4.5 Members welcomed the update on the ‘grow our own’ programme within legal services. It was suggested that the Council should consider discussions with the district councils about combining legal services across the local authority community. Although acknowledging the county council had specific specialisms, there were some common threads, and it could provide an opportunity for career development across the different specialisms. It was confirmed that there was no specific policy around bringing more council services back ‘in-house’ that were currently outsourced, however legal services was a good example of where the council would benefit from training good quality officers and avoid the need to outsource to temporary, and more expensive, alternatives.
4.6 A member requested a briefing note update on the Equalities, Diversity, and Inclusion agenda.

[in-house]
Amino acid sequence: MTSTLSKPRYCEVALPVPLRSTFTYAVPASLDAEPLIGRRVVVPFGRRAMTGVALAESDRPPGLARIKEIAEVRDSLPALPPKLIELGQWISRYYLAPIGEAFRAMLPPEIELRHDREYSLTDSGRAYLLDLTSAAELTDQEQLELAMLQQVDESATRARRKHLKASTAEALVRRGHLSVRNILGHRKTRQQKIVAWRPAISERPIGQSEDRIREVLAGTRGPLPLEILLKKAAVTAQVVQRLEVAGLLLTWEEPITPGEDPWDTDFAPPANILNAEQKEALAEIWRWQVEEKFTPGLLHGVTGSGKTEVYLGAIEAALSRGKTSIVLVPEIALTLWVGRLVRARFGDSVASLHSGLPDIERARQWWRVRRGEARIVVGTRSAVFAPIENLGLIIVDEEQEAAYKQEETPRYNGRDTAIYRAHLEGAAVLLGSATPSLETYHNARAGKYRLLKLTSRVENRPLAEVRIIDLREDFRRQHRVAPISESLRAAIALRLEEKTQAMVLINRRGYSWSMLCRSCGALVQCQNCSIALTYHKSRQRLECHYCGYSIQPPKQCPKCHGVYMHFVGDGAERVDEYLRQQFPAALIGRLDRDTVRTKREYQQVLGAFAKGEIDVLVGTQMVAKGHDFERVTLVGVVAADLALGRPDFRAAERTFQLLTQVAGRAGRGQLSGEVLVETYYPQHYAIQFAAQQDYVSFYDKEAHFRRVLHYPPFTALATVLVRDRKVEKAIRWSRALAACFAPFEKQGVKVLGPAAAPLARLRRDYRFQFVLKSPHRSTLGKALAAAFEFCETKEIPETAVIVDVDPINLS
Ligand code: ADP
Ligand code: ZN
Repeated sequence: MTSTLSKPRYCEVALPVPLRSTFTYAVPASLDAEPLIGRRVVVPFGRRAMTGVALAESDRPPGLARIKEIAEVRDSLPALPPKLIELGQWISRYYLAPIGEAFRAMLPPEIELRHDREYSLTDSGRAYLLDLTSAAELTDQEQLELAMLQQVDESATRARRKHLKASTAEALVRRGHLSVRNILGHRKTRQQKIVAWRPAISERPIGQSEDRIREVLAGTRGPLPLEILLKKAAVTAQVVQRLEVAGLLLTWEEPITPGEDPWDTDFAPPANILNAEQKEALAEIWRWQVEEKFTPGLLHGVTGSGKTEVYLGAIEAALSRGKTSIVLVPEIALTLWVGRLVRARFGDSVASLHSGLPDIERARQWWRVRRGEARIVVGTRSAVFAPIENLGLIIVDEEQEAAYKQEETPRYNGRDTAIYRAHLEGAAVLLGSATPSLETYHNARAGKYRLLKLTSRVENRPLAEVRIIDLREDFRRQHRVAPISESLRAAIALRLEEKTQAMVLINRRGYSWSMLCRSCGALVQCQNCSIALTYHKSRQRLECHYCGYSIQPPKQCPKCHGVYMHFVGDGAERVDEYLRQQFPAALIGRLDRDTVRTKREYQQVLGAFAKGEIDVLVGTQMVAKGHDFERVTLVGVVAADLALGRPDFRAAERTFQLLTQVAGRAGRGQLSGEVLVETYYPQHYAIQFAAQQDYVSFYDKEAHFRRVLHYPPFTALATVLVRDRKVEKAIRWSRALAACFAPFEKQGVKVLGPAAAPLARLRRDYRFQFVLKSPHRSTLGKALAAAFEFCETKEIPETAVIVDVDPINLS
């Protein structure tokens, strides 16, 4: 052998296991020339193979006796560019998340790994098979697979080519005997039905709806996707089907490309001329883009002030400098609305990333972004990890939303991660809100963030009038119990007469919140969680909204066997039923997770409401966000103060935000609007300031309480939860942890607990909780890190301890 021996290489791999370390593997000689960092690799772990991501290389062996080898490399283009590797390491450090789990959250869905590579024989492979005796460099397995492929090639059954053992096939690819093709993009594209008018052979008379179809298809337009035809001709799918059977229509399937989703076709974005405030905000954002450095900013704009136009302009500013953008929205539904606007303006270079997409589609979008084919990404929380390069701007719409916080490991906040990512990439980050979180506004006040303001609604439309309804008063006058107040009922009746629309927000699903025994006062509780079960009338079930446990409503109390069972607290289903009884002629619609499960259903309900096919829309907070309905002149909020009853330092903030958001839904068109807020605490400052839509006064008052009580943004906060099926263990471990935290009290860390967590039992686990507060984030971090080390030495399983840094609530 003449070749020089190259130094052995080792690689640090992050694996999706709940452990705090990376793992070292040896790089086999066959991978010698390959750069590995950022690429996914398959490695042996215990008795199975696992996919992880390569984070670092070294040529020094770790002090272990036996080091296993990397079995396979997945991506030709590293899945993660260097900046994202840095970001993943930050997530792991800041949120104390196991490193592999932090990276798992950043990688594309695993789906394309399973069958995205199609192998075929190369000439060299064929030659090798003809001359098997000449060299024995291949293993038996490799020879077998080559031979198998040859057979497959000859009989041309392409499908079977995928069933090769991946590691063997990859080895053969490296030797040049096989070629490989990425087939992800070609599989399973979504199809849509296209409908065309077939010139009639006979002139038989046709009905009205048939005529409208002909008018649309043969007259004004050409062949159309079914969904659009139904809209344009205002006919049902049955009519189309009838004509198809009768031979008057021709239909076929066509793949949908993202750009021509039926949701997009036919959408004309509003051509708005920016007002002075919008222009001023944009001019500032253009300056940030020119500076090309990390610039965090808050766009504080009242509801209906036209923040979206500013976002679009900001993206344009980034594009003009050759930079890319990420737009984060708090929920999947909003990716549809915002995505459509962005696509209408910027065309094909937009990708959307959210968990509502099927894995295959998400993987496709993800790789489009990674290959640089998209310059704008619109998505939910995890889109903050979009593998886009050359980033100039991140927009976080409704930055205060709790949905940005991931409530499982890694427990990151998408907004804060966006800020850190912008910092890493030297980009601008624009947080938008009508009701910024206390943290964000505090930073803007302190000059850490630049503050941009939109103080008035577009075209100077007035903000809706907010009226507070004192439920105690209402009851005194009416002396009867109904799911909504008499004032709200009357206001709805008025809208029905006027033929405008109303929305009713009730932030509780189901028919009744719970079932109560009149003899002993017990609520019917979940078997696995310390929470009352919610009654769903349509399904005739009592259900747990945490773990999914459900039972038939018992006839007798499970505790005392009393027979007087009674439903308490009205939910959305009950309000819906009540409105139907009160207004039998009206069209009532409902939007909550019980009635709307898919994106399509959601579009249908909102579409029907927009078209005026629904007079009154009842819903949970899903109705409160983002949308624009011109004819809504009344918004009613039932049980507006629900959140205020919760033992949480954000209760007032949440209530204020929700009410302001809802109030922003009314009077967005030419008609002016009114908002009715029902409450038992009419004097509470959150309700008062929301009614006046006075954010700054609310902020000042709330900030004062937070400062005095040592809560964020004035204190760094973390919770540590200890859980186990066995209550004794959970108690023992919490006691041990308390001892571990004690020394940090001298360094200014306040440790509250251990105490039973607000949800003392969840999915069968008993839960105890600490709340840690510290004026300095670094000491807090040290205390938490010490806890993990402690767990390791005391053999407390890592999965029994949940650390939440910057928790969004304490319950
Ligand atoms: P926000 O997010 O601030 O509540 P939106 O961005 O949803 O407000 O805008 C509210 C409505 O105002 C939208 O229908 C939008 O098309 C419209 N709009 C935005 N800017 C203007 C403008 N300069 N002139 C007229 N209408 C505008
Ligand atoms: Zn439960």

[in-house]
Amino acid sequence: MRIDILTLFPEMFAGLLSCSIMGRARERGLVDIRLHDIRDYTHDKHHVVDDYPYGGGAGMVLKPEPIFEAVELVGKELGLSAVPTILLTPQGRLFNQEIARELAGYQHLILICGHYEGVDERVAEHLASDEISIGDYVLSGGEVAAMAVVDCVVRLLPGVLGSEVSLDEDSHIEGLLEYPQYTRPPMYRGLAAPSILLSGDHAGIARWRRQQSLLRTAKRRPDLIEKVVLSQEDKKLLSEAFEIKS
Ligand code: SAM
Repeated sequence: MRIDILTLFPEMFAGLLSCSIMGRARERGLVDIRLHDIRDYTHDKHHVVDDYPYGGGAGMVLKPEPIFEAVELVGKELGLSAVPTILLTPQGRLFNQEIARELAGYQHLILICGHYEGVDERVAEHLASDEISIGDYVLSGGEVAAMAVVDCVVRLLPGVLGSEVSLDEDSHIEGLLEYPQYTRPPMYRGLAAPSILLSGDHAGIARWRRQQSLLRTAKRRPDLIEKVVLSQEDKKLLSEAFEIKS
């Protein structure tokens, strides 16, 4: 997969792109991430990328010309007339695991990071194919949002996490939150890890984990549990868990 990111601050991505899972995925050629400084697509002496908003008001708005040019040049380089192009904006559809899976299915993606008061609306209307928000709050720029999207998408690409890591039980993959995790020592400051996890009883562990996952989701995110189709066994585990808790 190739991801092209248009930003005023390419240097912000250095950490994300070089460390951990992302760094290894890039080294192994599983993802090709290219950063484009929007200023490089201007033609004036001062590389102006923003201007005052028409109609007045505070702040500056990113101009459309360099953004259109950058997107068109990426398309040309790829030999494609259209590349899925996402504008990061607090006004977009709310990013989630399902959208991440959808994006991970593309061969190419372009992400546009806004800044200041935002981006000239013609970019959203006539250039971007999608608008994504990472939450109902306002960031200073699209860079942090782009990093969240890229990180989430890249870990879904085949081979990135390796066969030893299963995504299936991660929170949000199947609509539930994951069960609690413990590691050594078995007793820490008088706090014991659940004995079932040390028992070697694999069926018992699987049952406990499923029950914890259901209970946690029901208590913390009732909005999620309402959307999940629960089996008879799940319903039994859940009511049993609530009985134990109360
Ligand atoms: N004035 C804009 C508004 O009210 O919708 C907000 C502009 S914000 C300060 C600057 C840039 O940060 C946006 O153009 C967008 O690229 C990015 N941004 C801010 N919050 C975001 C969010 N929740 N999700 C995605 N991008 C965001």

ACTION: Rob Ayliffe
4.7 There was a discussion about highway defects (potholes), both in relation to customer experience and procurement of contracts. Members felt that the reporting mechanism seemed to work very well, where the customers experience was failing however, was during the repair of defects. They shared experience of the current criteria, and possibly restraints within the current contract, meaning that potholes adjacent to each other were not being filled on the same visit. It was felt that potentially allowing slightly more flexibility in contracts, to for example fill a pothole that was 1mm smaller than the set criteria, would result in an overall better impression of value for money and experience of council services for residents.